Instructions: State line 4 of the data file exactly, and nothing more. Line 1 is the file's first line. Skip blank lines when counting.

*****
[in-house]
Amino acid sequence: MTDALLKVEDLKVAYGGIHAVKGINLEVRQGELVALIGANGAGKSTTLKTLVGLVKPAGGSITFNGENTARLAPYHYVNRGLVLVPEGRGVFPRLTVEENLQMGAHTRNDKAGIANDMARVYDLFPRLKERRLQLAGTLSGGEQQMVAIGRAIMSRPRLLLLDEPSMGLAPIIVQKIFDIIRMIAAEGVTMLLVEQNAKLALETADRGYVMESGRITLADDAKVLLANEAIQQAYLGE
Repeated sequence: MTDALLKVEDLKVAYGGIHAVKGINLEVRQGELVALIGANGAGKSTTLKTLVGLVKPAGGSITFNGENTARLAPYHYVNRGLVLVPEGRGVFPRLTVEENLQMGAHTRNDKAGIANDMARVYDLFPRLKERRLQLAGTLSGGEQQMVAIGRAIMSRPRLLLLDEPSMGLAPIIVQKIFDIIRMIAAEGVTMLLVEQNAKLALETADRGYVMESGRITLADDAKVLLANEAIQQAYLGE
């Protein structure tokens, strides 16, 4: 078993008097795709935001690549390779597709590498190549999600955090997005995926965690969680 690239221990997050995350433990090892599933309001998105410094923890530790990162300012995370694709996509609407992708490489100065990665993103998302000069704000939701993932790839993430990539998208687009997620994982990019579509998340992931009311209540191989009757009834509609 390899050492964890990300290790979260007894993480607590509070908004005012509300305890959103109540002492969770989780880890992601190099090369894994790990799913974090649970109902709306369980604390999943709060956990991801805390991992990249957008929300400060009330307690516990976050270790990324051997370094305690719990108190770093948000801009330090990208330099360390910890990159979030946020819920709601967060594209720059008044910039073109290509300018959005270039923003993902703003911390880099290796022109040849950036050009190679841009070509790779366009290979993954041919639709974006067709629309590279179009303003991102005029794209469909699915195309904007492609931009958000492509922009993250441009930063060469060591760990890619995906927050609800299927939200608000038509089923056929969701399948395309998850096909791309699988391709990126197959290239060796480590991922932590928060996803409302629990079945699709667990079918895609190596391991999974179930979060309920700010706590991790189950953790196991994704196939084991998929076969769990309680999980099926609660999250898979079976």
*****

């Protein structure tokens, strides 16, 4: 078993008097795709935001690549390779597709590498190549999600955090997005995926965690969680 690239221990997050995350433990090892599933309001998105410094923890530790990162300012995370694709996509609407992708490489100065990665993103998302000069704000939701993932790839993430990539998208687009997620994982990019579509998340992931009311209540191989009757009834509609 390899050492964890990300290790979260007894993480607590509070908004005012509300305890959103109540002492969770989780880890992601190099090369894994790990799913974090649970109902709306369980604390999943709060956990991801805390991992990249957008929300400060009330307690516990976050270790990324051997370094305690719990108190770093948000801009330090990208330099360390910890990159979030946020819920709601967060594209720059008044910039073109290509300018959005270039923003993902703003911390880099290796022109040849950036050009190679841009070509790779366009290979993954041919639709974006067709629309590279179009303003991102005029794209469909699915195309904007492609931009958000492509922009993250441009930063060469060591760990890619995906927050609800299927939200608000038509089923056929969701399948395309998850096909791309699988391709990126197959290239060796480590991922932590928060996803409302629990079945699709667990079918895609190596391991999974179930979060309920700010706590991790189950953790196991994704196939084991998929076969769990309680999980099926609660999250898979079976």